DSP is a platform created by Amazon to help increase your brand awareness by buying video, audio, and display ad placements, and using available data to target consumers on and off of Amazon.
In other words, Amazon’s DSP stretches Amazon’s marketplace beyond its confines so you can do more with the array of tools it provides. You can reach audiences in at least ten other places, including Kindle, the Amazon website, Published Partners, and IMDB.
DSP also comes with impressive benefits, such as exclusive insights and shopping signals to target relevant audiences, and detailed reporting to track progress and help make data-backed decisions. The bonus is you can keep your brand messaging consistent with a full-funnel strategy.
Video does well on its own as an ad medium. Amazon-sponsored brand video ads were created to help you pitch your product in the shortest time possible, in an appealing way, while making it easy for a user to digest your message.
They show up in the middle of the first page of SERPs, and take up more space, making them hard to miss.
Another unique advantage of these ads is that you can use them as how-to videos on using your products and include other relevant details that can improve conversion rate.
You’ll need a reasonable budget to promote your Amazon PPC campaign.
A typical Amazon PPC ad costs between $0.02 and $3 per click. The good news is you don’t have to spend any more money, like hosting and transaction fees, apart from the cost per click. You have two budget options:
Fixed daily account budget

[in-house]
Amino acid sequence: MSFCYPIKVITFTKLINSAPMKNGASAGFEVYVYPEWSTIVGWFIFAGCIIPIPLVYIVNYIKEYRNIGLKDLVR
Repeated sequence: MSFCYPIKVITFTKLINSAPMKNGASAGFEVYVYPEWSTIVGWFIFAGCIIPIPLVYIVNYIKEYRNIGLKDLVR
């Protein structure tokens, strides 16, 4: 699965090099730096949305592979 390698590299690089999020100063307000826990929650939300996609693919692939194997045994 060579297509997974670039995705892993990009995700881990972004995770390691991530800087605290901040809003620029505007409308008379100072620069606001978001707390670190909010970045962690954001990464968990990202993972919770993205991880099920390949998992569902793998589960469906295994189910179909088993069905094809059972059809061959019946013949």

A fixed daily account budget covers your entire advertising account needs for a day. Consider a business that runs four ads on its account at $80 for each ad. The business’s daily ad spend under a fixed daily account budget is $320.
If your campaign runs out of budget on Amazon, the ads stop running and resume the following day. One of the pros of this option is controlling how much you spend on ads daily. You can even set a lower limit when necessary.
Average daily budget for individual campaigns
The second option is the average daily budget for individual campaigns. This budget relies on the maximum amount of money you’re willing to spend on every single ad in your campaign.
To calculate your average daily budget, take your daily budget and multiply it by the days you have left until the end of the month.
Assume the business example above starts an average daily budget on the fifth day of March. In this case, it would have 26 days left in the month. With a spend of $80 per day, its average daily budget would be $2080. That means that Amazon will serve up $20 worth of ads every day until the end of the month.
If you spend less than the maximum daily spend in 24 hours, you have more to spend the following day. The biggest advantage? You can allocate more money to the ads that perform better over time.
Keep these tips in mind to make the most out of your PPC ad budget:
- Set a Low Default Bid Amount. Your default bid amount is how much you pay for every click. It’s also called Cost Per Click (CPC). A high CPC reduces your chances of getting more clicks, while a low CPC improves your chances of attracting more leads.